Orwell's 1984: The Totalitarian Dystopia after Stalin
If Zamyatin We gains a special poignancy from the striking fulfillment of its dystopian warnings under Stalin, George Orwell 1984 takes its energy from the ability to look back on the worst horrors of the Stalin years-with a side glance at Hitler as well. It may be because of this close contact with reality that Orwell's book has probably become more a part of the vocabulary and imagination of modern Western culture than has any Other dystopian fiction. Phrases and slogans from 1984 like "Thought Police," "doublethink," and "Big Brother Is Watching You" are well known even to those who have never read the book. And the recent passing of the year 1984 was greeted with considerable popular and media reference to Orwell's master-and with relief that Orwell's "predictions" had not come about.1 But 1984 gains its power not so much from its predictions of the future as from its bitter satire of the very real horrors of the Stalinist Russia upon which the book was principally based.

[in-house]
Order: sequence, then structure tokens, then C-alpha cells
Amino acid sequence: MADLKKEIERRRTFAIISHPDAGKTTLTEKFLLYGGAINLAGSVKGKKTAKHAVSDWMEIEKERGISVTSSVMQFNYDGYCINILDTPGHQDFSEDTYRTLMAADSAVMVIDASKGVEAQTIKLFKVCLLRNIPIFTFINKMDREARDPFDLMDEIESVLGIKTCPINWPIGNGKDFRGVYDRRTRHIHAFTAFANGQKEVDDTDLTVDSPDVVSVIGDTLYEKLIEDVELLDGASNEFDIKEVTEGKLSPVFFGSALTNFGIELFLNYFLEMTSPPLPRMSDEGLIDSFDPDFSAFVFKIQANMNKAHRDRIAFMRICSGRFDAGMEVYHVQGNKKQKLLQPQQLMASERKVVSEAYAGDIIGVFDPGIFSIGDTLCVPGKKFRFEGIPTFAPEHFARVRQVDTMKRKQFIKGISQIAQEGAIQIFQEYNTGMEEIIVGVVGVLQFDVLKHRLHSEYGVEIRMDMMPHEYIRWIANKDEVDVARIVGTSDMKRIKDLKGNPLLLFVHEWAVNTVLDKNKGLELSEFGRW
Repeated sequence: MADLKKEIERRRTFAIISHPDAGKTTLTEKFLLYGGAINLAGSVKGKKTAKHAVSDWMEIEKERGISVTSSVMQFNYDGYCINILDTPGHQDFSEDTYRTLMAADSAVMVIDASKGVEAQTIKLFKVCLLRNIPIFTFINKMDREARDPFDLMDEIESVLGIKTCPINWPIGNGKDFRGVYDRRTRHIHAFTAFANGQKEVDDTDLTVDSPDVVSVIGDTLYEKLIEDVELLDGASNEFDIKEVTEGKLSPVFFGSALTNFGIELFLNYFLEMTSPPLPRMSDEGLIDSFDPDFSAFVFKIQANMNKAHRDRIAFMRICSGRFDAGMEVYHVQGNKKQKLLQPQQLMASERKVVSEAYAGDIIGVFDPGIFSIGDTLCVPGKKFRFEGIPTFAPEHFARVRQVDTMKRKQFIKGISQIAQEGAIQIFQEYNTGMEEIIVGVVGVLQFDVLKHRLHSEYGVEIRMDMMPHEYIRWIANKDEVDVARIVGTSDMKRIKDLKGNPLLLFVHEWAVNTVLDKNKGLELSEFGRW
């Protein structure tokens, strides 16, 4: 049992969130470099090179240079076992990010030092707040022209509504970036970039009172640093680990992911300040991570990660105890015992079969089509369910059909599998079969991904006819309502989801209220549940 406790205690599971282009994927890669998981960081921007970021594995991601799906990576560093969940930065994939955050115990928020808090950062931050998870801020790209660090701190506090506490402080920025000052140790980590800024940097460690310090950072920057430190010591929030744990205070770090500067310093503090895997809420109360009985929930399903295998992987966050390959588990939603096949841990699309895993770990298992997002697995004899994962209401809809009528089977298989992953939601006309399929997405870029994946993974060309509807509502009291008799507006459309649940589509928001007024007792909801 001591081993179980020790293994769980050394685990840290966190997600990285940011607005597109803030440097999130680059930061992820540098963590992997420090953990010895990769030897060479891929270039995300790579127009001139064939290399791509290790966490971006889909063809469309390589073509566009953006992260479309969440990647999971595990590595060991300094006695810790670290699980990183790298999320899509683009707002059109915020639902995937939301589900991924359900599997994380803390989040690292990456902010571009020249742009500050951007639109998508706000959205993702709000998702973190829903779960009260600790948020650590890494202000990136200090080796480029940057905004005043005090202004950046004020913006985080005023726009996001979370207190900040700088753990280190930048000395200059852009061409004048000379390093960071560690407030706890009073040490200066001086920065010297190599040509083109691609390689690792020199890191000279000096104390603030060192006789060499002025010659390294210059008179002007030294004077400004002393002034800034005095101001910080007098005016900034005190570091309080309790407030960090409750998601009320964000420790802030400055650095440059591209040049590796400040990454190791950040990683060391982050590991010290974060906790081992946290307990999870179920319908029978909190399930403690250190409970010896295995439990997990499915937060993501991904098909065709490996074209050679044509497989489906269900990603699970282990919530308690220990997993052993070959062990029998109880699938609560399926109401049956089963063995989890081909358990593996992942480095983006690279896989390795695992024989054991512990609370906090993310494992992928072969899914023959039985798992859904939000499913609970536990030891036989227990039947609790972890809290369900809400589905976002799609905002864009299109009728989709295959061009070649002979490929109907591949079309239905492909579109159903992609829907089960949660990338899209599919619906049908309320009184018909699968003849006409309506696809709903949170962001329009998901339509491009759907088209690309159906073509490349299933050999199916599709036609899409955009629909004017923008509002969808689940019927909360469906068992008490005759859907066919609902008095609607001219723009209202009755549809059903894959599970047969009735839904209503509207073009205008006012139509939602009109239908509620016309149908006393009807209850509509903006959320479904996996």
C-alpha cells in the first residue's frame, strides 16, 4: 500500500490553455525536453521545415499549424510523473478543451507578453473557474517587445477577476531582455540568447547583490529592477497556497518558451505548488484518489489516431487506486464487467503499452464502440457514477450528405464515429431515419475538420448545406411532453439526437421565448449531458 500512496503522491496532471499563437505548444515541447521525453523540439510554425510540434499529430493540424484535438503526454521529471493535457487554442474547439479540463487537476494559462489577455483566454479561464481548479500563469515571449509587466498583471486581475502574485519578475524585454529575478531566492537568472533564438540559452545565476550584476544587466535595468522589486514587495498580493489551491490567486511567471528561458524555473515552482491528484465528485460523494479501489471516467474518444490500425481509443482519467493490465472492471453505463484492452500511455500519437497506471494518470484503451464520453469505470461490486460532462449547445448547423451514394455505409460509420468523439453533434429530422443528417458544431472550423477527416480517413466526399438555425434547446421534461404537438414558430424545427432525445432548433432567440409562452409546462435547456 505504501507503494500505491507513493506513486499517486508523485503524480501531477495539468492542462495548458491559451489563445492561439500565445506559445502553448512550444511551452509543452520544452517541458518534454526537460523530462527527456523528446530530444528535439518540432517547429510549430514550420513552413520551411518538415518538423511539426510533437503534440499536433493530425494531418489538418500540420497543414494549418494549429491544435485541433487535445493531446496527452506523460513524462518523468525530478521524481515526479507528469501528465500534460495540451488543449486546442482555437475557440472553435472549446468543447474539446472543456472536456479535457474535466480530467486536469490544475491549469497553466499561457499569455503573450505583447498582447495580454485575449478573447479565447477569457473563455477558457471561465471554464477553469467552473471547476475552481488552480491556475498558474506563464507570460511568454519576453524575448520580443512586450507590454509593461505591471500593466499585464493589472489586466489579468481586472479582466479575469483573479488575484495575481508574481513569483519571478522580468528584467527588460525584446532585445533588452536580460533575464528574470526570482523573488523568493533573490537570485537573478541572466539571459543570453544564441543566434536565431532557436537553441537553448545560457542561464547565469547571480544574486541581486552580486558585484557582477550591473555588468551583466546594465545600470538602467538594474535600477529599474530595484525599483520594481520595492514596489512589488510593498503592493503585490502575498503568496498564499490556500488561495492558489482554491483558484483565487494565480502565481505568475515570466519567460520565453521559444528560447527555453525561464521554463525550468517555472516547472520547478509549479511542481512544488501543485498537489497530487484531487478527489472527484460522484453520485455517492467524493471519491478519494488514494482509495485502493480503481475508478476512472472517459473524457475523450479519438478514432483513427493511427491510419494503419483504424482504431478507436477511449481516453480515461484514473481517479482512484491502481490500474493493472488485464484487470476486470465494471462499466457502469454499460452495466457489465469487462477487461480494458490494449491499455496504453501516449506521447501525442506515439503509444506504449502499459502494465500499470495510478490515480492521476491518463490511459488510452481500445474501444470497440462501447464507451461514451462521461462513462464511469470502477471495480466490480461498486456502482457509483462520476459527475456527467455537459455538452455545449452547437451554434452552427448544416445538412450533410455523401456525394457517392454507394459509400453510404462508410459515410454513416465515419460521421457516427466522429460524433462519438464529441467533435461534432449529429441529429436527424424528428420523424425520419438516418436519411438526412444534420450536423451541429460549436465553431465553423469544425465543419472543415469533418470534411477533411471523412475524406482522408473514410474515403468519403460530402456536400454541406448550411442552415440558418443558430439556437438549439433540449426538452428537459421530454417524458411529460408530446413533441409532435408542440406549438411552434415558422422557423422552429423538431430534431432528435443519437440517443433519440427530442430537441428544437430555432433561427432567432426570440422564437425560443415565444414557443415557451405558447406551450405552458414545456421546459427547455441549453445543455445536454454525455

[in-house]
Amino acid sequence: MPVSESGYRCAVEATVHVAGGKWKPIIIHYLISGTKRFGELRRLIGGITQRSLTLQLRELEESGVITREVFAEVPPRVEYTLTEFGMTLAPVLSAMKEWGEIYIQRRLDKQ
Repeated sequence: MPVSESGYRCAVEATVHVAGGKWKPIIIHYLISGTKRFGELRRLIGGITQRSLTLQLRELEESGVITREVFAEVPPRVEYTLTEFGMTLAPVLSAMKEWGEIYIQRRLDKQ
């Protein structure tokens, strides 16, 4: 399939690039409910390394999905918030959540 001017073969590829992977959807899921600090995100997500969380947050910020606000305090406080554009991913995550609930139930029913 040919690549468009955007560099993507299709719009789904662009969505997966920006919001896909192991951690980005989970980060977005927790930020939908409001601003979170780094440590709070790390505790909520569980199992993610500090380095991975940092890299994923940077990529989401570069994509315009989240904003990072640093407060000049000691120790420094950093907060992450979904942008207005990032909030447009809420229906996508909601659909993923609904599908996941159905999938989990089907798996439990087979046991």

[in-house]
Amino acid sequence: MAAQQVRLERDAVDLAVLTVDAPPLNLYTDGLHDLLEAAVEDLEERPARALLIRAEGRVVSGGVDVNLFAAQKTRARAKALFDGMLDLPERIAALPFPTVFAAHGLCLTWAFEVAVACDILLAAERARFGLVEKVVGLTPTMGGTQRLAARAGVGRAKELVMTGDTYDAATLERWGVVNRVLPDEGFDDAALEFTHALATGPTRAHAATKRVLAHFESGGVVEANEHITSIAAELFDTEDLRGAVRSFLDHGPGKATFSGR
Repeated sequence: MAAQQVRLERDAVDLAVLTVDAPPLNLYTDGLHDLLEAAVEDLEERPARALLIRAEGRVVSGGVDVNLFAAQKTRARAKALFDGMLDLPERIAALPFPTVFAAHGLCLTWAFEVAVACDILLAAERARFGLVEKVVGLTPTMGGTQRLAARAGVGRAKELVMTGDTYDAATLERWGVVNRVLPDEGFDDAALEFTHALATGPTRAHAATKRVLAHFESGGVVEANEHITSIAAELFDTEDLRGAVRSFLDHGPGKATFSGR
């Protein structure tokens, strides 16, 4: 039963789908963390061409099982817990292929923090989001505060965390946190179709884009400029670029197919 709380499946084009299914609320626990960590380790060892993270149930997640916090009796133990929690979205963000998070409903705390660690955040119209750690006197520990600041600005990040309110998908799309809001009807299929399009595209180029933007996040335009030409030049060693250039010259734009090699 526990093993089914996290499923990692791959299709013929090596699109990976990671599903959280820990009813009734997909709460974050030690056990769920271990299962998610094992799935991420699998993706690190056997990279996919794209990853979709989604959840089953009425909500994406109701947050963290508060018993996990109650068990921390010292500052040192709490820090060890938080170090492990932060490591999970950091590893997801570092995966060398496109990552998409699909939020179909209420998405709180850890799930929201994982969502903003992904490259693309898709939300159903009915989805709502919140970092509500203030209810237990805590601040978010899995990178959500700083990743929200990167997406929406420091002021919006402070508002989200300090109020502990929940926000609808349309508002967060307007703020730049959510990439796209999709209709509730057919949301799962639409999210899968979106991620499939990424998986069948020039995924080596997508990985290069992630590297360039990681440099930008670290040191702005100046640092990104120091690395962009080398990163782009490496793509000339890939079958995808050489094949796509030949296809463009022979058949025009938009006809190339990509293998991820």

Of course, 1984 is far more than a simple condemnation of Stalinist Russia. For one thing, fascism is clearly implicated as well; for another, Orwell himself later described the book as a warning against the excesses that might develop in England in the attempt to combat Stalinism-much in the vein of Sinclair Lewis's earlier warnings to America in It Can't Happen Here.2 Either way, 1984 is intensely embedded in contemporary history, though Orwell also draws upon a number of literary sources.3 Zamyatin was a particularly important influence, though echoes of other dystopian works (including